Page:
In gloomy periods gone by, shoppers continued to seek out little luxuries: a lipstick instead of a designer handbag, or a fragrance in lieu of a gown.
This time around, practicality has set in, as consumers begrudgingly absorb the ballooning costs of energy and food prices.
“Beauty is the last sacred cow to go,” said Goldsmith & Harris analyst Gary Giblen, adding that this downturn also has dented sales of children’s goods, pet care and food — categories usually seen as recession-proof.
Industry experts polled said it may be too early to tell whether consumers are curbing beauty spending, but collectively their comments and data underline the reality that the environment is just plain tough.
Traffic has thinned in department stores and in tony beach towns, like East Hampton, N.Y., observed Allan Mottus, an industry consultant. “It’s not a good sign for the economy.” In past downturns, people always seemed to scrape up enough extra cash to splurge on a lipstick. “This downturn is different,” said Mottus.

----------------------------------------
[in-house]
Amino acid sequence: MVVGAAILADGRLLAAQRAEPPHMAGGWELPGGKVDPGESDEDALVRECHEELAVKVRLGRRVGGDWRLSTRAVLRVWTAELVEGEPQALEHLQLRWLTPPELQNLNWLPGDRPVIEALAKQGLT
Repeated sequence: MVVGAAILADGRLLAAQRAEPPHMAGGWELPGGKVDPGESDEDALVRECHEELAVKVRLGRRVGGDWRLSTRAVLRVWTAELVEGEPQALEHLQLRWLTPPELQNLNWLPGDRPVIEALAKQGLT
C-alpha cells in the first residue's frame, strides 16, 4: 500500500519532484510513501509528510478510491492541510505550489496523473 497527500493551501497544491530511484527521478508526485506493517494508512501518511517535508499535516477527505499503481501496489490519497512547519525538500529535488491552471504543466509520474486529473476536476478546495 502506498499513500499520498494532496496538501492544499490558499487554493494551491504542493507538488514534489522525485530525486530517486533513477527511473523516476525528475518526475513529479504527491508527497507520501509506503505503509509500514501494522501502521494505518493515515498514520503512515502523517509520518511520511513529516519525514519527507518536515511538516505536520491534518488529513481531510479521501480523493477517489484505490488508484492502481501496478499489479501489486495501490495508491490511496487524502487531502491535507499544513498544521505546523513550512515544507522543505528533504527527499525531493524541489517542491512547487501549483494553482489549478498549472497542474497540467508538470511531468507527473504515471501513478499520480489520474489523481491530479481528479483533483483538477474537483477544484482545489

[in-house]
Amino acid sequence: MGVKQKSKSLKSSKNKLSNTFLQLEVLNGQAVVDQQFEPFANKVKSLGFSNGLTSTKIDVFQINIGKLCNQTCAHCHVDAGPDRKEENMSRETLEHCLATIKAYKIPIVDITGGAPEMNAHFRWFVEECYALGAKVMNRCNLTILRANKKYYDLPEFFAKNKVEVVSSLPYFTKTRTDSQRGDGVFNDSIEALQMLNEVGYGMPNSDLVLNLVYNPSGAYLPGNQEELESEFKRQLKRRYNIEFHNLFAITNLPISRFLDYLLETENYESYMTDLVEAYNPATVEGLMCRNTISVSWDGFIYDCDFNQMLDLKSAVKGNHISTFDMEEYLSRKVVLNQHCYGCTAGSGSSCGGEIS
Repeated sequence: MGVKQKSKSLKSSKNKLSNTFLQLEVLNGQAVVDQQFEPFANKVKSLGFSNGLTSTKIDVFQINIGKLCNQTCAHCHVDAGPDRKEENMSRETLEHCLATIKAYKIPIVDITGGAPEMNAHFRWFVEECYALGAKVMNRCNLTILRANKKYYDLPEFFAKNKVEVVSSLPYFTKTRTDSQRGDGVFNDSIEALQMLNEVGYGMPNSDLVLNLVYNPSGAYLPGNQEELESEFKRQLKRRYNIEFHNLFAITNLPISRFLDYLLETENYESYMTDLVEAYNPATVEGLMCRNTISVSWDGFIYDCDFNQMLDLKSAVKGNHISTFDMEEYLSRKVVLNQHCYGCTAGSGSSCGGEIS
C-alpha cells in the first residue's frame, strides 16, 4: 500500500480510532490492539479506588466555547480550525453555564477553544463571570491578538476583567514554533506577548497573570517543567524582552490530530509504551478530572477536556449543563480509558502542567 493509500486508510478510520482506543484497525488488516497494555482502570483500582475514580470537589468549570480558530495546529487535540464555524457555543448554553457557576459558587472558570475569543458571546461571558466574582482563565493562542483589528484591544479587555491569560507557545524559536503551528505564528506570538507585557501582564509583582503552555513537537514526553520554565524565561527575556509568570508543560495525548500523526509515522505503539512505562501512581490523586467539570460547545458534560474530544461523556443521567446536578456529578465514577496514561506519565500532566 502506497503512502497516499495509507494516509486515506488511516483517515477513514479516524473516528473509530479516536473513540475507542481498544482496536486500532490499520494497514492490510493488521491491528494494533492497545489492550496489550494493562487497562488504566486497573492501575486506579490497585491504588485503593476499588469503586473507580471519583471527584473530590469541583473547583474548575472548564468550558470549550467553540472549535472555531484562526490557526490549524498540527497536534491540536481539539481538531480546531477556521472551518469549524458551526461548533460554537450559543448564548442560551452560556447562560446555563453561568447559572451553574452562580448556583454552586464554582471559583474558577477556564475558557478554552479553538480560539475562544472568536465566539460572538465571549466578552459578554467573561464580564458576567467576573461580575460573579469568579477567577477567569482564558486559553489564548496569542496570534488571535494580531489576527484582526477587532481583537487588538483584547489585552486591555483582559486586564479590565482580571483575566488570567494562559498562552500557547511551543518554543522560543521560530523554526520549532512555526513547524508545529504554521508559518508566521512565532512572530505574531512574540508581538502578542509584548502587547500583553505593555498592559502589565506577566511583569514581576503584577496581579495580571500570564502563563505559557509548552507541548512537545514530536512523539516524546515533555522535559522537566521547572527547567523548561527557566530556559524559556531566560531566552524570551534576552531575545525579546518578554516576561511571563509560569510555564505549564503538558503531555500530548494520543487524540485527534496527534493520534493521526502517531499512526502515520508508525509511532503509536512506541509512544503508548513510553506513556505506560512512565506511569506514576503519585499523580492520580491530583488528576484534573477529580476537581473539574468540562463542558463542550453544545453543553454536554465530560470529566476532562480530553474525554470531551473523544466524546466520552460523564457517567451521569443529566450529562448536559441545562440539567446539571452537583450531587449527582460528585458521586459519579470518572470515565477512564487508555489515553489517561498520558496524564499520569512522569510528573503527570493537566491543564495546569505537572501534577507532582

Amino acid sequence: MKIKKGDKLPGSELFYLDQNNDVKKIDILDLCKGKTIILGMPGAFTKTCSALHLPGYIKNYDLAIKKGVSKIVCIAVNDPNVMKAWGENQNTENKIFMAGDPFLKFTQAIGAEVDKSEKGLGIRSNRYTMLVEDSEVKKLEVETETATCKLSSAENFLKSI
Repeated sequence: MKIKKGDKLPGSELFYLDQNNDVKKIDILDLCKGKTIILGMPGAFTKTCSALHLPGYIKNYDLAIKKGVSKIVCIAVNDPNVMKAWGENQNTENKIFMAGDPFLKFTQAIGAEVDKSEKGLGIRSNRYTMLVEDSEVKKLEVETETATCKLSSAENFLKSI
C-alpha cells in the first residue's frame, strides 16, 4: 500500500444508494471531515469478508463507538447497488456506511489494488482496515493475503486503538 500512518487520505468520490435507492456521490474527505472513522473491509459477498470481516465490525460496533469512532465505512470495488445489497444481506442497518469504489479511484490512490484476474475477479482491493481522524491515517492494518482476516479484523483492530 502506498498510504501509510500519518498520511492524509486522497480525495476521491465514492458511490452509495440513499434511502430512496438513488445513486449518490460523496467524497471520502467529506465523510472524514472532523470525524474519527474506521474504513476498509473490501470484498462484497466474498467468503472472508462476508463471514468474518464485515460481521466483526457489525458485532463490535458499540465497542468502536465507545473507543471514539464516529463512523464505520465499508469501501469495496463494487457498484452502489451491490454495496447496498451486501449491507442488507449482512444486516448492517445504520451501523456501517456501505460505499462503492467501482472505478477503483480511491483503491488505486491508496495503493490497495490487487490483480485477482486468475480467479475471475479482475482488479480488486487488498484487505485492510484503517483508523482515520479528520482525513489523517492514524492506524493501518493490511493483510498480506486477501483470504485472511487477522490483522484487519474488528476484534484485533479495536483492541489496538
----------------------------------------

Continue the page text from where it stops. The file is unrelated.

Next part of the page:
Wendy Liebmann’s firm WSL Strategic Retail polls shoppers every six months on their confidence levels and what categories they are buying and which they are cutting back on. The most recent study reveals that 65 percent of the 1,500 shoppers surveyed in May said they pulled back spending across the board, compared with 43 percent in the year-earlier period.
“Now it’s as if we got into the last level of cuts,” said Liebmann, co-founder and chief executive officer of WSL, adding that in addition to cosmetics consumers also are reining in purchases of hair care and skin care.
WSL’s findings indicate that 59 percent of women cut spending on cosmetics, compared with 55 percent in the year-ago period; 55 percent lessened skin care purchases, compared with 32 percent the prior year, and 51 percent trimmed hair care spending compared with 32 percent. To compensate, WSL found shoppers are trading down to less-expensive brands and stores, using less and finishing products before buying replacements.